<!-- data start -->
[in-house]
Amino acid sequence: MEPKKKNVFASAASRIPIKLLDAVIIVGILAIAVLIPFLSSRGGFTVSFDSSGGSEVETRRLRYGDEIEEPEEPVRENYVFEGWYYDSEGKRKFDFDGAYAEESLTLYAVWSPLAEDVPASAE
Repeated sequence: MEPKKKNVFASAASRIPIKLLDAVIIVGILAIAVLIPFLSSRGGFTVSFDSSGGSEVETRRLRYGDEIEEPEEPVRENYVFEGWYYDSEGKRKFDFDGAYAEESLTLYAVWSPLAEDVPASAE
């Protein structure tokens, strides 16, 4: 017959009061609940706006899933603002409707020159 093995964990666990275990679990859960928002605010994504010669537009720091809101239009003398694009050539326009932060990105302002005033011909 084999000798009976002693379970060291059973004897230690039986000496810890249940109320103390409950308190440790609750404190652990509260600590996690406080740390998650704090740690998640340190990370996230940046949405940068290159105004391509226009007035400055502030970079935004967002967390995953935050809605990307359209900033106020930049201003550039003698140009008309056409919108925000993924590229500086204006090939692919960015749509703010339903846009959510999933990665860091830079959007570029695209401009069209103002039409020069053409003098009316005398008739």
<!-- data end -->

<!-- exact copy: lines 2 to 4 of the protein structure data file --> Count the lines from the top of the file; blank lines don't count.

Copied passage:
Amino acid sequence: MEPKKKNVFASAASRIPIKLLDAVIIVGILAIAVLIPFLSSRGGFTVSFDSSGGSEVETRRLRYGDEIEEPEEPVRENYVFEGWYYDSEGKRKFDFDGAYAEESLTLYAVWSPLAEDVPASAE
Repeated sequence: MEPKKKNVFASAASRIPIKLLDAVIIVGILAIAVLIPFLSSRGGFTVSFDSSGGSEVETRRLRYGDEIEEPEEPVRENYVFEGWYYDSEGKRKFDFDGAYAEESLTLYAVWSPLAEDVPASAE
């Protein structure tokens, strides 16, 4: 017959009061609940706006899933603002409707020159 093995964990666990275990679990859960928002605010994504010669537009720091809101239009003398694009050539326009932060990105302002005033011909 084999000798009976002693379970060291059973004897230690039986000496810890249940109320103390409950308190440790609750404190652990509260600590996690406080740390998650704090740690998640340190990370996230940046949405940068290159105004391509226009007035400055502030970079935004967002967390995953935050809605990307359209900033106020930049201003550039003698140009008309056409919108925000993924590229500086204006090939692919960015749509703010339903846009959510999933990665860091830079959007570029695209401009069209103002039409020069053409003098009316005398008739």